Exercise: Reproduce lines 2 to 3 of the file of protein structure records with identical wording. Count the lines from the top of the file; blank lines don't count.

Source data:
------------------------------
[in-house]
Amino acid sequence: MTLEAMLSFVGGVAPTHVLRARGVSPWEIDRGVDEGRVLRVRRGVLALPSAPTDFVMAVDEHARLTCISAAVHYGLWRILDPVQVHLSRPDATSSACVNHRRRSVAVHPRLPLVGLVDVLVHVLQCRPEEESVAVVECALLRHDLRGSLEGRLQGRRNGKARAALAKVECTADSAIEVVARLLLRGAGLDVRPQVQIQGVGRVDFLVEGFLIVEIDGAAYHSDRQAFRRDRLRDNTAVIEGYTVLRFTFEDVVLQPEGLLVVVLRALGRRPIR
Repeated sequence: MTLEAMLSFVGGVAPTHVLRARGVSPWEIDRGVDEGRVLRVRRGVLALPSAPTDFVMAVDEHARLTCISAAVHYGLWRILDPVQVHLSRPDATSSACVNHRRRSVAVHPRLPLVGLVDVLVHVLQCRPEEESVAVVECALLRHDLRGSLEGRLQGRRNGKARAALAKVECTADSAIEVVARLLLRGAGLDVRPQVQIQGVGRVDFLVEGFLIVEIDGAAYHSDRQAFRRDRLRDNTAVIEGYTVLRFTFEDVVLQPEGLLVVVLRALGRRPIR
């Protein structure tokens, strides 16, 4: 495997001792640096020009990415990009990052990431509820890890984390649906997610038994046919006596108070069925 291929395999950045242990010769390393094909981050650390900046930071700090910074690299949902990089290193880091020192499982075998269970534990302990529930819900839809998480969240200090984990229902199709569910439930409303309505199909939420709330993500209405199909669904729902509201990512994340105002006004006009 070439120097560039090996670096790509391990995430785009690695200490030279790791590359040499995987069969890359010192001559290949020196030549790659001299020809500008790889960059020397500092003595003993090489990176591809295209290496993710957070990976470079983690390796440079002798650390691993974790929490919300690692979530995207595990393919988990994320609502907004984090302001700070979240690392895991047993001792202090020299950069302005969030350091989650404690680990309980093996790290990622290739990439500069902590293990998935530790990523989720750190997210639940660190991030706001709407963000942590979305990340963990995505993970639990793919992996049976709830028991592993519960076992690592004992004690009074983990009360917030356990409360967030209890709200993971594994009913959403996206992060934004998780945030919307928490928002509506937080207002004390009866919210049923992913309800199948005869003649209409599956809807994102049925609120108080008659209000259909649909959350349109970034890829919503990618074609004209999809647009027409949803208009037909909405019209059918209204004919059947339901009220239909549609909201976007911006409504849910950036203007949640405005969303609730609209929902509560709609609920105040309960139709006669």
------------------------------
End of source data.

Amino acid sequence: MTLEAMLSFVGGVAPTHVLRARGVSPWEIDRGVDEGRVLRVRRGVLALPSAPTDFVMAVDEHARLTCISAAVHYGLWRILDPVQVHLSRPDATSSACVNHRRRSVAVHPRLPLVGLVDVLVHVLQCRPEEESVAVVECALLRHDLRGSLEGRLQGRRNGKARAALAKVECTADSAIEVVARLLLRGAGLDVRPQVQIQGVGRVDFLVEGFLIVEIDGAAYHSDRQAFRRDRLRDNTAVIEGYTVLRFTFEDVVLQPEGLLVVVLRALGRRPIR
Repeated sequence: MTLEAMLSFVGGVAPTHVLRARGVSPWEIDRGVDEGRVLRVRRGVLALPSAPTDFVMAVDEHARLTCISAAVHYGLWRILDPVQVHLSRPDATSSACVNHRRRSVAVHPRLPLVGLVDVLVHVLQCRPEEESVAVVECALLRHDLRGSLEGRLQGRRNGKARAALAKVECTADSAIEVVARLLLRGAGLDVRPQVQIQGVGRVDFLVEGFLIVEIDGAAYHSDRQAFRRDRLRDNTAVIEGYTVLRFTFEDVVLQPEGLLVVVLRALGRRPIR